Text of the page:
When he finally was cleared to play last offseason, he returned to the court not angered at the year spent restricted only to very light activity but ultimately grateful for a season to study the game.

That remains true even as it’s no longer remained secret that the health issue may have been due to an erroneous test showing a heart problem.

“It was just precautionary,” Johnson said. “They didn’t want to just throw me out there and something did happen. They wanted to make sure they ran through tests. I’m fine. I’m perfectly healthy.

“I think everything happens for a reason,” Johnson said of his redshirt season, mostly spent vastly improving shooting form that was a lone glaring weakness in his game.

“Although I missed a year of basketball, I got to learn a lot more than I knew coming in. It was more of a mental year for me rather than physical.”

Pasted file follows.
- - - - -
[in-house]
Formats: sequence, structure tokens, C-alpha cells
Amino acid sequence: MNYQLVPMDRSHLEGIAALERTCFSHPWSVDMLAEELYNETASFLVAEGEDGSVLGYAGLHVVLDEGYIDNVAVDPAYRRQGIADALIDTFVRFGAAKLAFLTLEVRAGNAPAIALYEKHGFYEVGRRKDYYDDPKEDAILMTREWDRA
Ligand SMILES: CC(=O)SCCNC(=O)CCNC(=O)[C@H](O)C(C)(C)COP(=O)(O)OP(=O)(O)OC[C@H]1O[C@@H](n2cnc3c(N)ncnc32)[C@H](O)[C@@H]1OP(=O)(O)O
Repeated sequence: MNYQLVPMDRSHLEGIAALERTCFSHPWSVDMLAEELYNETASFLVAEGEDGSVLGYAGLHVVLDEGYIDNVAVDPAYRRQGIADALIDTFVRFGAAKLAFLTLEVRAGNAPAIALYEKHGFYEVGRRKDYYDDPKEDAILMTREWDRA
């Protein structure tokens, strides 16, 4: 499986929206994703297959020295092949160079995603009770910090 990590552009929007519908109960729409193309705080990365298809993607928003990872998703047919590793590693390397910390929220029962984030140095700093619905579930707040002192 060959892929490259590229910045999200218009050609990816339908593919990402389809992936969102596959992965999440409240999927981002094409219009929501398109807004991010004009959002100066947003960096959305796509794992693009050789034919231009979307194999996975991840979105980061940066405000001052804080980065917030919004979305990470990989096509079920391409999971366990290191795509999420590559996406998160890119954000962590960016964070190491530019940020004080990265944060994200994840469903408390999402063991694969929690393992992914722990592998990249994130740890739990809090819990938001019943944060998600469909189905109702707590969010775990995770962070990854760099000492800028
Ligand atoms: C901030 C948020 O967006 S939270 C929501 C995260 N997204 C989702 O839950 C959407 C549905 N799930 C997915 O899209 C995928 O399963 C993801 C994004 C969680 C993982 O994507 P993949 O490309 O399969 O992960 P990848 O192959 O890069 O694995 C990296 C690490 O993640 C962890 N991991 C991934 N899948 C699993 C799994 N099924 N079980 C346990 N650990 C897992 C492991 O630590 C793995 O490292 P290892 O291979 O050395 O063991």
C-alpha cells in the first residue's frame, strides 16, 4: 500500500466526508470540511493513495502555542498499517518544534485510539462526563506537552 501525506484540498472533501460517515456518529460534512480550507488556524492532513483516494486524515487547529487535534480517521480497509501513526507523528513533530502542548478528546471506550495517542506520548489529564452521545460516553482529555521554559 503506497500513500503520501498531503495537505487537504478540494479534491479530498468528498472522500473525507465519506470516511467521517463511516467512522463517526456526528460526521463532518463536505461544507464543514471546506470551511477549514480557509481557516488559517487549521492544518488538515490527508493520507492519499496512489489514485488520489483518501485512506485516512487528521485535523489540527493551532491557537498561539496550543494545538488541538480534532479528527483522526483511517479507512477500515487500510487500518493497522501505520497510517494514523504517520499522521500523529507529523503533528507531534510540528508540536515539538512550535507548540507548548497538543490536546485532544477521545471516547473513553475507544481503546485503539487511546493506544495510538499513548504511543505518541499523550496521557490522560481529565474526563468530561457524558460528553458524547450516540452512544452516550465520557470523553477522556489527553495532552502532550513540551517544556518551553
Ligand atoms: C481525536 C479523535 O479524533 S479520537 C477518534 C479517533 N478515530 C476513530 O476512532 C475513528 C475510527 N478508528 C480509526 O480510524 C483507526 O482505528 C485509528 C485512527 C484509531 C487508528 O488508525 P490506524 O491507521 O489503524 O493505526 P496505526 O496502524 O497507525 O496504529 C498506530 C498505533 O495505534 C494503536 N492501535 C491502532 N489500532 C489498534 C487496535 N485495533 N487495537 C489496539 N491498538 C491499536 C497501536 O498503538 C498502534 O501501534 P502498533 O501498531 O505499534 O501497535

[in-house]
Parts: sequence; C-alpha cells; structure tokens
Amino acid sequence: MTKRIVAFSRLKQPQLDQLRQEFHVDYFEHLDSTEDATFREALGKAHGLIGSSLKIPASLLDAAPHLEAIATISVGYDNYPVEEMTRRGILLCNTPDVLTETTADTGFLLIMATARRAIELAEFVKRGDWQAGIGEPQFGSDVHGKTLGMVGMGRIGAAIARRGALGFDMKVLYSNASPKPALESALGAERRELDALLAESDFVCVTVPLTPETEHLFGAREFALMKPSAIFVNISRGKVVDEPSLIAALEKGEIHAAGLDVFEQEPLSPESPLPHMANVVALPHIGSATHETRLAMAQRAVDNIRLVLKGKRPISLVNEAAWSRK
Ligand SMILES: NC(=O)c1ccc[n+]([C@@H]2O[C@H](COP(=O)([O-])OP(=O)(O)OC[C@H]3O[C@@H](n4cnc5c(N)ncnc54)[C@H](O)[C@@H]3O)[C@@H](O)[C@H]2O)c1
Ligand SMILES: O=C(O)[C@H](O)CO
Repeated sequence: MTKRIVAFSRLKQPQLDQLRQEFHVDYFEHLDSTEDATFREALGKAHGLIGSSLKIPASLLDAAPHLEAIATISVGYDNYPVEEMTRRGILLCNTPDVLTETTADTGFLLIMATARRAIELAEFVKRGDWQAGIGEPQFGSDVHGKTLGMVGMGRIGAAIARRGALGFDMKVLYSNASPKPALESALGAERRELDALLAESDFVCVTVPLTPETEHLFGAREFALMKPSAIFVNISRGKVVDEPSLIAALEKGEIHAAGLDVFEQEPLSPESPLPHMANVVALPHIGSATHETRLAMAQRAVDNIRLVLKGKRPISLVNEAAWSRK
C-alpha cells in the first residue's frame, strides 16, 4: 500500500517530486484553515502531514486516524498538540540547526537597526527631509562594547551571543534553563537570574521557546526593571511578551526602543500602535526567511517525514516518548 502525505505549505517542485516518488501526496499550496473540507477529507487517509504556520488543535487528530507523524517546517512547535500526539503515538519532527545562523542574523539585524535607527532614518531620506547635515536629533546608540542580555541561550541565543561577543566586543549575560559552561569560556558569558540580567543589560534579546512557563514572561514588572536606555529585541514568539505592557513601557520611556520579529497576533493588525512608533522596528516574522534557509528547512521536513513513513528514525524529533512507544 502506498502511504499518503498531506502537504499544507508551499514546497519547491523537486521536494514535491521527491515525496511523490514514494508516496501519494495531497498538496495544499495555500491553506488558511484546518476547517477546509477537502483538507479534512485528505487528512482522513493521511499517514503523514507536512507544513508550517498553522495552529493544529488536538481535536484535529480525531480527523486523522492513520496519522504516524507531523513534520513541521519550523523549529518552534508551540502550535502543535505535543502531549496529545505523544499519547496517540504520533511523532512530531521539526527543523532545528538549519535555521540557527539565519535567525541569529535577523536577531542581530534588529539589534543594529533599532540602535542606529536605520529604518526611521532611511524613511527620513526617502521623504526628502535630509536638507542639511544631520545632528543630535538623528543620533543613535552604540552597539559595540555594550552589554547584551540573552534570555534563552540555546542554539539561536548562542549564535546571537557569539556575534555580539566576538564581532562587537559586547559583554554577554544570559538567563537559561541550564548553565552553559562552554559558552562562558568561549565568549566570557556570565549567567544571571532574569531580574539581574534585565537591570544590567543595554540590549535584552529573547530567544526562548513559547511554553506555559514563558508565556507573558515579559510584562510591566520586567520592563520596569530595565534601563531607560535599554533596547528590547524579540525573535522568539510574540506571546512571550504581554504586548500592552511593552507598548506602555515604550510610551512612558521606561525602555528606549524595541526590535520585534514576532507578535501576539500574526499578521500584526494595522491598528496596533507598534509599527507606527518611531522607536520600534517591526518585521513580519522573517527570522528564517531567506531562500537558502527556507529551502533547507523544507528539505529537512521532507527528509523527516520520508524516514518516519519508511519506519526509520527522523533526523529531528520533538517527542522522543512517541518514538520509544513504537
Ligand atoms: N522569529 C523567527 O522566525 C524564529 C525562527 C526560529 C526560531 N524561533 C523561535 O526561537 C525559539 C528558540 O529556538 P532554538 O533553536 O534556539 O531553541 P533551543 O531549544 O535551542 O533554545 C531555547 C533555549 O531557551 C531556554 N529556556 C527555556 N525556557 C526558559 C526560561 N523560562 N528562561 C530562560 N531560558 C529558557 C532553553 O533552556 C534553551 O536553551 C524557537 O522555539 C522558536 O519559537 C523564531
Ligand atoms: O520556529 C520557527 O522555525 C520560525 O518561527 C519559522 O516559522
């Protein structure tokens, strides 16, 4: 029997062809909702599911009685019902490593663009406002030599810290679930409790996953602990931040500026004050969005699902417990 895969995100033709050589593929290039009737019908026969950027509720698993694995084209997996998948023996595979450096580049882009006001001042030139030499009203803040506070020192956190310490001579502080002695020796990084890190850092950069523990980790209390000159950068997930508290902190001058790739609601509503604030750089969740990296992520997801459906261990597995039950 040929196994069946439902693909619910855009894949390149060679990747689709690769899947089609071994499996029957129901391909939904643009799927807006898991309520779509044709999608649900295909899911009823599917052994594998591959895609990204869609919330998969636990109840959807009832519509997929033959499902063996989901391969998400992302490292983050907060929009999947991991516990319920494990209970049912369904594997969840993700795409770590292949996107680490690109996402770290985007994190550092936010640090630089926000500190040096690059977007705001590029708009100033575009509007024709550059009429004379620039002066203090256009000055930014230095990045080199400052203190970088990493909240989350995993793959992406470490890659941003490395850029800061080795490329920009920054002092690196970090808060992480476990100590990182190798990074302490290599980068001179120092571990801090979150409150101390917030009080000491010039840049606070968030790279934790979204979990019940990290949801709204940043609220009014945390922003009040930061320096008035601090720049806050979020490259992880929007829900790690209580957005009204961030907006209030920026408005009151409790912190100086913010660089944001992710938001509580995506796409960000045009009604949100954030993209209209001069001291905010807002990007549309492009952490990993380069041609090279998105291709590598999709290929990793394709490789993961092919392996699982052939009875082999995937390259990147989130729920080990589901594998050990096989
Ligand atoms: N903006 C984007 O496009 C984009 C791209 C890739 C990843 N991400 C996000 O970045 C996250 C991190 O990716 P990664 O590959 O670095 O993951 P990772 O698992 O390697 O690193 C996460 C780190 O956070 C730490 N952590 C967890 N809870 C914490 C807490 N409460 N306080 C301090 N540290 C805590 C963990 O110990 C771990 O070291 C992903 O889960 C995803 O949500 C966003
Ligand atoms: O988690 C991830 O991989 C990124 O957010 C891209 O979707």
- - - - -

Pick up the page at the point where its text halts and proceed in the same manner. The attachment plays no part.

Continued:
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 (Photo: Kinfay Moroti/news-press.com, Kinfay Moroti/news-press.com)

Within the framework of FGCU’s inside-out offense, Johnson has at times been both an eye-catching force and turnover-prone newcomer this season, much like the Eagles’ other underclassmen in an all-new backcourt transitioning from the era of program pillars Brett Comer and Bernard Thompson.

After Johnson’s repeated, decisive assaults on the rim down the stretch Sunday, Dooley acknowledged there is a greater need to at times loosen the playmaking reins on FGCU’s young backcourt, Johnson included.

“I thought he was a little jittery early,” Dooley said of Sunday’s start. “Once he gets a little confidence then you got to let him go.”

Williams agrees with keeping Johnson within the system, at least to a point.

“He is a freshman still,” Williams said.

THE NEWS-PRESS

FGCU: Freshman Johnson makes key plays late for Eagles

Still, as Sunday’s second half and overtime played out, Williams from some 150 miles away in Miami saw the same fierceness that Johnson showed endlessly for Norland.

That included earning back-to-back state final four MVP awards for the middle two of Norland’s four straight Class 6A titles, a streak that ended this season.